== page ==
Wednesday, August 17, 2011

Getting Ready for a Great New Year!

Oh my goodness gracious - It's been a loooong time, bloggy friends! After welcoming little Max to our family last Spring and closing out the school year with my geniuses, I think I just collapsed into a big lump of lazy. :) School starts again next week and I've been putting the "pro" in procrastinate! Time to get back into my room and make it welcoming for my new batch of fabulous First Graders! But first, I'd like to share my own little munchkins with you - They've been keeping me busy this summer!

Miss Emma is a very mature THREE years old already. She is such a lover and can't keep her hands off of her little brother for more than a few minutes at a time! She has the best sense of humor and makes me laugh every single day... Max is the happiest little guy you could ever hope to meet and he just smiles all day at everyone he sees! He's super ticklish and I just love getting him to giggle like crazy!

BUT... The time has come for me to let these two go to their ah-MAZING sitter while I embrace my 18 "other" kids, as I refer to them at home. :) I can't wait to meet them all and start their transformation from Kindergarteners to real Readers, Writers, Scientists and Mathematicians. I stocked up on some great teaching books this summer and finished out my Master's Degree, so I'm ready to roll! Now I just have to go pretty-up my room a bit and get ready for my next adventure! I promise to blog again soon... Thanks for reading!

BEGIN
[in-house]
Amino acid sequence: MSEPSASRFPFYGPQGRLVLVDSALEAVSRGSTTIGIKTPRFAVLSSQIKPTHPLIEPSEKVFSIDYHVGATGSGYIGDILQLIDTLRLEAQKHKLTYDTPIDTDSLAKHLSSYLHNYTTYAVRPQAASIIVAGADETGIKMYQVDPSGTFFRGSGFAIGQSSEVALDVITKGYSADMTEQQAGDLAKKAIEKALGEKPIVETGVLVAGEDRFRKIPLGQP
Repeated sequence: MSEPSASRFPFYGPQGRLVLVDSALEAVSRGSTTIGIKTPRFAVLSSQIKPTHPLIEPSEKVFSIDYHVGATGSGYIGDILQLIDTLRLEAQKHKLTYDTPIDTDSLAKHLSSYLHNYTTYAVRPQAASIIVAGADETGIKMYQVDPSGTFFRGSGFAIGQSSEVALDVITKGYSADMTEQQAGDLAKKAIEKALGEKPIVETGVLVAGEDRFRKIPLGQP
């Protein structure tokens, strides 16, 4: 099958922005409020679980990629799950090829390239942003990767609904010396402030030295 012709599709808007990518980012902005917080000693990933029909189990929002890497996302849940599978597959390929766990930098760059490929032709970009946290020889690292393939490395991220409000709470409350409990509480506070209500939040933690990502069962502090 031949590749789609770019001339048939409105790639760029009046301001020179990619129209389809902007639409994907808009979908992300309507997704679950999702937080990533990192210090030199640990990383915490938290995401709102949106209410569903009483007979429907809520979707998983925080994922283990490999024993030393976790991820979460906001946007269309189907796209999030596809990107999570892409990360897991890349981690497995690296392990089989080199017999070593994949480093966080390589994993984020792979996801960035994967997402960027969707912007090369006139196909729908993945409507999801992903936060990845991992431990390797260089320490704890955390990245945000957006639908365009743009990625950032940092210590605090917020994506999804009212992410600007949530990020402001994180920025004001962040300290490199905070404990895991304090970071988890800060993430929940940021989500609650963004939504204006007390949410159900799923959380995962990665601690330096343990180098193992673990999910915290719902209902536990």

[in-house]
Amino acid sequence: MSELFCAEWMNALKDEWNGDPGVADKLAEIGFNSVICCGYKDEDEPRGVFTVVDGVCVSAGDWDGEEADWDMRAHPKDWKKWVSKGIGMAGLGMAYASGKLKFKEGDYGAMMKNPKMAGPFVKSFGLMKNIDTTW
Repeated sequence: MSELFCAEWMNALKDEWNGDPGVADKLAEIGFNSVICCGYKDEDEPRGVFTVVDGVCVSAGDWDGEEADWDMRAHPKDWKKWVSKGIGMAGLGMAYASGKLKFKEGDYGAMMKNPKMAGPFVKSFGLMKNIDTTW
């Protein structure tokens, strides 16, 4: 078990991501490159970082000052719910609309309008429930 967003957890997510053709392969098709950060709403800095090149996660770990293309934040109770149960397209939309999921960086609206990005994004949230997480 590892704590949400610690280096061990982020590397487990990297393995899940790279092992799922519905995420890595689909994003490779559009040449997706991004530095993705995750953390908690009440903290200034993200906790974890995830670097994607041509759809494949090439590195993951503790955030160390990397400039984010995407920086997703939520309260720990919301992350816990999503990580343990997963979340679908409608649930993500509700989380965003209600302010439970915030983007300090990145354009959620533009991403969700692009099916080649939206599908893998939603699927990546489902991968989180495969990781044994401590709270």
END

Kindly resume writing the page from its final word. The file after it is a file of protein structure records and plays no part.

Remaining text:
Tuesday, February 8, 2011

Missing My Geniuses!

It's been such a long time since I've sat down to blog... Don't you hate how life gets in the way sometimes?! Last week we had two snow days and got thrown off of our genius schedule a little bit, and I've missed school twice this week already for medical issues. I've decided that hospitals are only a fun place to be when they're actually delivering your baby. Not so great when they just repeatedly draw your blood like evil vampires in lab coats and inject you with enough fluids that you're pretty sure you'll never need to drink water again.

Although a Shirley Temple would be fantastic...

Back to the classroom! Last week we were Vital, Wise and Inventive. As you may already be aware, First Grade students don't need a whole lot of encouragement to be vital and full of life! ;) On Monday we talked about what it might mean to be vital - We decided with a little help from a Google search that to be vital we would need to be aware of everything around us and that we should try to have lots of energy. It was certainly an interesting atmosphere!!